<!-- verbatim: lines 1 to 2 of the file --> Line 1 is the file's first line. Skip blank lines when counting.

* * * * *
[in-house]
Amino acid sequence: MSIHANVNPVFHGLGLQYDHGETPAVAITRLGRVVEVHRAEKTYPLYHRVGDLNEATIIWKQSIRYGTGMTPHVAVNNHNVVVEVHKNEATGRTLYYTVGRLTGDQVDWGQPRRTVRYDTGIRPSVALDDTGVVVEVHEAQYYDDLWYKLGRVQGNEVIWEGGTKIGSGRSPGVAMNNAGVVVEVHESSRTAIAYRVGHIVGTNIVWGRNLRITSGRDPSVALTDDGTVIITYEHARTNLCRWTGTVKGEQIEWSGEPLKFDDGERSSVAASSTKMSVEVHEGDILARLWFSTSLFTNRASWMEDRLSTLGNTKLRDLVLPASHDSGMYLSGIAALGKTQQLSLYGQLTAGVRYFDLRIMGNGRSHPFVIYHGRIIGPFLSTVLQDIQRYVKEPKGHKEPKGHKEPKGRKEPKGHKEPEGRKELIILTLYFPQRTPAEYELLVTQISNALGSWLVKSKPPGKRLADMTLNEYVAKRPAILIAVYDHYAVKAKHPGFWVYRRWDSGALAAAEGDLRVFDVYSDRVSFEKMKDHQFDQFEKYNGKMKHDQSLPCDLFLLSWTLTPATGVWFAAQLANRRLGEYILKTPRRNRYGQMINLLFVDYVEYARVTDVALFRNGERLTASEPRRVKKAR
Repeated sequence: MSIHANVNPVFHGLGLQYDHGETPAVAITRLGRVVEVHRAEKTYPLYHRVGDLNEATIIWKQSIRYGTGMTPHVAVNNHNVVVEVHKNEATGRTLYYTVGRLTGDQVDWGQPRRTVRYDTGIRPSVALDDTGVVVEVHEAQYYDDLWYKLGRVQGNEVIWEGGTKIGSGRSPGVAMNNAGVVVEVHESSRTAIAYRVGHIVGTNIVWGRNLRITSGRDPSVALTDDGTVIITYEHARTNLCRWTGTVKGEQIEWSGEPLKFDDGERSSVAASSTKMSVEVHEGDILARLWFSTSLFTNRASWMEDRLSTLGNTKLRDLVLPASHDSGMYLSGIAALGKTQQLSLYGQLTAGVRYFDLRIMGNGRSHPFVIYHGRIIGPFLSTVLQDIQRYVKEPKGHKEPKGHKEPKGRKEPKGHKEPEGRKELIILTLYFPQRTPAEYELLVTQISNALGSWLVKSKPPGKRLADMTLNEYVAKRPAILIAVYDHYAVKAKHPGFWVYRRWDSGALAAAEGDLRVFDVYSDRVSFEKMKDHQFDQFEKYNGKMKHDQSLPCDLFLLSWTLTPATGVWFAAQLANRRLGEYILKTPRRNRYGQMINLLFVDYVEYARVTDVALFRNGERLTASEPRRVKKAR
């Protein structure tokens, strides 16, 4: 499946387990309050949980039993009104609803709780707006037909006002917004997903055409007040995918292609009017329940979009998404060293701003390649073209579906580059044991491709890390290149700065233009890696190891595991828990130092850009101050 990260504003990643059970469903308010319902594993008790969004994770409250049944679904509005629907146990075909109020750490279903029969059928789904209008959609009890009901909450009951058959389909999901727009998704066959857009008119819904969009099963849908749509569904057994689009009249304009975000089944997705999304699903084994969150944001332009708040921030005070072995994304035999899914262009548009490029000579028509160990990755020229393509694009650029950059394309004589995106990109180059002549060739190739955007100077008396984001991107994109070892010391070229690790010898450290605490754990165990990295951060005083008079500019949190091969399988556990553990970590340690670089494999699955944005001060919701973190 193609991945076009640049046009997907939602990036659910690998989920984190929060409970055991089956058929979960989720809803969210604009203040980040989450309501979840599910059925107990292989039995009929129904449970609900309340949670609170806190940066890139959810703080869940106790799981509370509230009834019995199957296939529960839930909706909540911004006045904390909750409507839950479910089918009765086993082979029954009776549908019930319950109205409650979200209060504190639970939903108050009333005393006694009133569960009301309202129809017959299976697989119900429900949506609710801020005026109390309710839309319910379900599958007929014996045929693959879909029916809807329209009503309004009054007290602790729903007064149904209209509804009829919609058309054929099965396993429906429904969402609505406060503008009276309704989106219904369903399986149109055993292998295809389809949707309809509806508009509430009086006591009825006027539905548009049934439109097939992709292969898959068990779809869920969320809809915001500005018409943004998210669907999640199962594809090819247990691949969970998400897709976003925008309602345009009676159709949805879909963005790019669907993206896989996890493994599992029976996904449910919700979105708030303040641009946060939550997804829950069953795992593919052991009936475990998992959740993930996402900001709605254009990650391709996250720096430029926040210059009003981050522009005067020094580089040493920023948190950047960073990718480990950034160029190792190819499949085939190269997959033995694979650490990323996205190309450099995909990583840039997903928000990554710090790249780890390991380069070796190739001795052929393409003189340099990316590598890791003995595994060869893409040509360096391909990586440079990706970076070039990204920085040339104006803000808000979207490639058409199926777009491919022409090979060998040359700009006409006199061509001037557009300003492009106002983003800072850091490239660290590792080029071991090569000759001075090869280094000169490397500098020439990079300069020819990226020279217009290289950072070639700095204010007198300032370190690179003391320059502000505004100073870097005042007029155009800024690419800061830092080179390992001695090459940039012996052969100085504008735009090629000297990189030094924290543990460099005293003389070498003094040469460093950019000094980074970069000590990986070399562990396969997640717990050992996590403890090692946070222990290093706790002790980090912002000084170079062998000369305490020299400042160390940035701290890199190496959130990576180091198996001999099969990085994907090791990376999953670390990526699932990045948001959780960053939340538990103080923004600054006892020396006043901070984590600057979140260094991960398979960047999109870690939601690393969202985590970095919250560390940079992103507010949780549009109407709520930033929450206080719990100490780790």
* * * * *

[in-house]
Amino acid sequence: MSIHANVNPVFHGLGLQYDHGETPAVAITRLGRVVEVHRAEKTYPLYHRVGDLNEATIIWKQSIRYGTGMTPHVAVNNHNVVVEVHKNEATGRTLYYTVGRLTGDQVDWGQPRRTVRYDTGIRPSVALDDTGVVVEVHEAQYYDDLWYKLGRVQGNEVIWEGGTKIGSGRSPGVAMNNAGVVVEVHESSRTAIAYRVGHIVGTNIVWGRNLRITSGRDPSVALTDDGTVIITYEHARTNLCRWTGTVKGEQIEWSGEPLKFDDGERSSVAASSTKMSVEVHEGDILARLWFSTSLFTNRASWMEDRLSTLGNTKLRDLVLPASHDSGMYLSGIAALGKTQQLSLYGQLTAGVRYFDLRIMGNGRSHPFVIYHGRIIGPFLSTVLQDIQRYVKEPKGHKEPKGHKEPKGRKEPKGHKEPEGRKELIILTLYFPQRTPAEYELLVTQISNALGSWLVKSKPPGKRLADMTLNEYVAKRPAILIAVYDHYAVKAKHPGFWVYRRWDSGALAAAEGDLRVFDVYSDRVSFEKMKDHQFDQFEKYNGKMKHDQSLPCDLFLLSWTLTPATGVWFAAQLANRRLGEYILKTPRRNRYGQMINLLFVDYVEYARVTDVALFRNGERLTASEPRRVKKAR